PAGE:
Skip to content

Somebody, pinch me

This post is a little lengthy and it’s a step away from what I usually talk about, but stick with me. I’m really fired up about this one.

Newsweek ran an article in the May issue of Newsweek by Ramin Setoodeh called “Straight Jackets: Heterosexual actors play gay all the time. Why doesn’t it ever work in reverse?” It’s a bit of a heated argument as you can imagine, but on May 8, Tony-winning actress Kristen Chenoweth’s response to the article really got the fire going.

Setoodeh’s article starts with a review of the Broadway musical Promises Promises in which Sean Hayes (Jack from Will & Grace) plays a straight man opposite his on-stage love interest Kristen Chenoweth. His complaint: “Is it funny because of all the ’60s-era one-liners, or because the woman is so drunk (and clueless) that she agrees to go home with a guy we all know is gay?


While some of his accusations seem a bit hasty and I haven’t seen the show, I agree with him on a couple points. One being: “Most actors would tell you that the biographical details of their lives are beside the point. Except when they’re not. As viewers, we are molded by a society obsessed with dissecting sexuality, starting with the locker-room torture in junior high school.”

When you know an actor is gay, and he/she is playing straight, try as you might not, when Hayes giggles or flips his hand, you’re going to think it’s a slip. Or if Portia de Rossi on Arrested Development, I don’t know, wears a loose-fitting button down shirt, you might think that she isn’t upholding her character. Truth of the matter is, background (of the actor and the audience) is a bias.

I will say, yes, sometimes Cynthia Nixon seemed less believable sleeping with various men on Sex in the City after I found out she is gay. (It might have been the lesbian cliches: short hair cut and power suits.) But when I found out T.R. Knight (George on Grey’s Anatomy) is gay, I was astounded and impressed because there were no giveaways. Then I got angry when he started sleeping with all the girls on the show.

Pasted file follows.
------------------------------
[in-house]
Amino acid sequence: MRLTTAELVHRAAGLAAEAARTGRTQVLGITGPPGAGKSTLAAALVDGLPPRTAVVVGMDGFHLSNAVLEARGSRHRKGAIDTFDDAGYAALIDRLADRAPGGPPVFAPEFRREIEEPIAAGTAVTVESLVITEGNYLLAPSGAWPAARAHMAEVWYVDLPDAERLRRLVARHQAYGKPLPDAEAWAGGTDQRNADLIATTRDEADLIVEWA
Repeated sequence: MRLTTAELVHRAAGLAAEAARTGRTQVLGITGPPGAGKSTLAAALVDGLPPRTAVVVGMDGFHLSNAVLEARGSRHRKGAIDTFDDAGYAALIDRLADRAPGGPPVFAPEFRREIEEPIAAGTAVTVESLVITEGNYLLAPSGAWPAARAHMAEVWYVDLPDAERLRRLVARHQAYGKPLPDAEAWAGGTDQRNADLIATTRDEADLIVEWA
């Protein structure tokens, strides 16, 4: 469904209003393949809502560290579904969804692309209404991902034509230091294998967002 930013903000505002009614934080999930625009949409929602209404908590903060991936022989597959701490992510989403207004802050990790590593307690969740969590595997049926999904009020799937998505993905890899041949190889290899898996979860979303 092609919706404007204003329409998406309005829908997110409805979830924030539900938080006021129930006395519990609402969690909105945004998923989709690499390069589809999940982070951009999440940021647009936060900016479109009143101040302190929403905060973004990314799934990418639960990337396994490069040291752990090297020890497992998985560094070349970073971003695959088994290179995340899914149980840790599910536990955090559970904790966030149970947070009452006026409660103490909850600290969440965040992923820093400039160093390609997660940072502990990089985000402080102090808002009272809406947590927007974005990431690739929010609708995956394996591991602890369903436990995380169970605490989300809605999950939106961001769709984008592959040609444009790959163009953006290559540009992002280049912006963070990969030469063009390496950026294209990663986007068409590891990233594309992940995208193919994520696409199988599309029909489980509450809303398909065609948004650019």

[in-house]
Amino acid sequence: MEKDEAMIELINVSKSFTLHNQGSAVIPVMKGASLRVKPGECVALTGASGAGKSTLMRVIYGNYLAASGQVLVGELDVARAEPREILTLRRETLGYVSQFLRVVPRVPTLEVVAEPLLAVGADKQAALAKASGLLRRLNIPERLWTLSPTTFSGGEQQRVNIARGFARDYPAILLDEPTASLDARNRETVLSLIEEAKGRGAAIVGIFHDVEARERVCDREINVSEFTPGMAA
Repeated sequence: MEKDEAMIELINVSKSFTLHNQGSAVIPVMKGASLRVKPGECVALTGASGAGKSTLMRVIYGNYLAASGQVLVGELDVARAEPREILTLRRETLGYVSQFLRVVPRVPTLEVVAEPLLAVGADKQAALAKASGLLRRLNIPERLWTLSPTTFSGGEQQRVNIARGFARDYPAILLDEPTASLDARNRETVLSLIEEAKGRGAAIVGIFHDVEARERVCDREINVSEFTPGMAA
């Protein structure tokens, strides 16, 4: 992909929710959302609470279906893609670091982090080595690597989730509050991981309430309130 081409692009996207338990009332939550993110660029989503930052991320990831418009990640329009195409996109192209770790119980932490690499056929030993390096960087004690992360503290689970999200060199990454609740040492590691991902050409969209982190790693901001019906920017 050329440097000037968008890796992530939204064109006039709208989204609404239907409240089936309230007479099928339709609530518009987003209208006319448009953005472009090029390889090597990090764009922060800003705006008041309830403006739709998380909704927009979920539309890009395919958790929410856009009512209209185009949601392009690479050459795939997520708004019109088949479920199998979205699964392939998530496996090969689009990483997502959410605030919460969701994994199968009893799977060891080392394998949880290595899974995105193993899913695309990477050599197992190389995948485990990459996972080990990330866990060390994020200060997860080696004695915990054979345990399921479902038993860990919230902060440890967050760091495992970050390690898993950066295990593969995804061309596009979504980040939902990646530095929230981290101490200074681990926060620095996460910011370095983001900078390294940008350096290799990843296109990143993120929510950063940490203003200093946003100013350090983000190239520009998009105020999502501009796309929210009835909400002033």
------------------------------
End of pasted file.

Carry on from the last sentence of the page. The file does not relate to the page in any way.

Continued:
Was his character overcompensating? Should these actors have to make up for their life off-screen when playing a straight character? I don’t think so. While I do think some of Chenoweth’s response veered a little too far on the opposition considering her personal ties to the subject, I will take a line from her rebuttal, “We’re actors first, whether we’re playing prostitutes, baseball players, or the Lion King. Audiences come to theater to go on a journey. It’s a character and it’s called acting.”

The bias of an audience is theirs alone. It’s up to them to judge performances on what they are without the headlines on tabloids. It’s a “what if” question that’s nearly impossible to answer: If I didn’t know ______ was gay, would I see their performance as a straight character differently?

This could hold true for most actors. When Adam Sandler starts talking in a movie, on SNL or in an interview, you expect to laugh. You might even laugh when something isn’t funny because Adam Sandler is saying it. But when Spanglish, Click and Funny People came out, viewers didn’t respond as well because it seemed more false than familiar.

Just like Hayes played the flamboyant Jack and is gay off-camera, Adam Sandler is a comedic icon we recognize from classics like Happy Gilmore and Billy Madison and off-camera he is still the funny Jewish guy who sings the Hanukkah song. So in Spanglish, when he’s a middle-aged guy hating his life and in love with his pretty Latina housekeeper it’s a little harder to sell.

I couldn’t find a consistent statistic on a percentage of people who are homosexual, but we’re dealing in minorities here, people. What is a gay man’s opinion on Gyllenhaal and Ledger’s performances in Brokeback Mountain? I think the public is reacting to their performances from the standpoint of “Wow, look at these fetching straight actors making out on this breathtaking mountain. How did they muster up the courage to do that?” rather than “Are they actually pulling it off?”

It’s much easier for a heterosexual public (which we very much are), to say “He’s not acting straight enough,” than to say “He’s not acting gay enough.”

This “straight jacket” Setoodeh has invented seems to be just that, a figment of his own imagination in the case of Jonathan Groff (Spring Awakening, Glee) and Neil Patrick Harris (How I Met Your Mother). But if anything, his article brought to my attention my own bias in believing actors on screen. Whether it’s laughing too hysterically at Adam Sandler’s occasional mediocre joke or pulling out the fine tooth comb on all things straight when watching Neil Patrick Harris, actors can only do so much on screen to convince a close-minded audience of their character.

It’s called suspension of disbelief. Yes, it was impossible for Will Smith to erase your memory with a blinking stick in1997 as Agent J. No, there is not really a teenage boy with spidey powers. But for 90 minutes, we let those things go–we believed it. Also believe that an actor can have sex with anyone they want off camera/stage and really sell it on stage–if you give them a chance.

If you’re interested, Setoodeh did respond to Chenoweth.

Advertisements

Tags: , , , , , , , , , , , , , , ,

%d bloggers like this: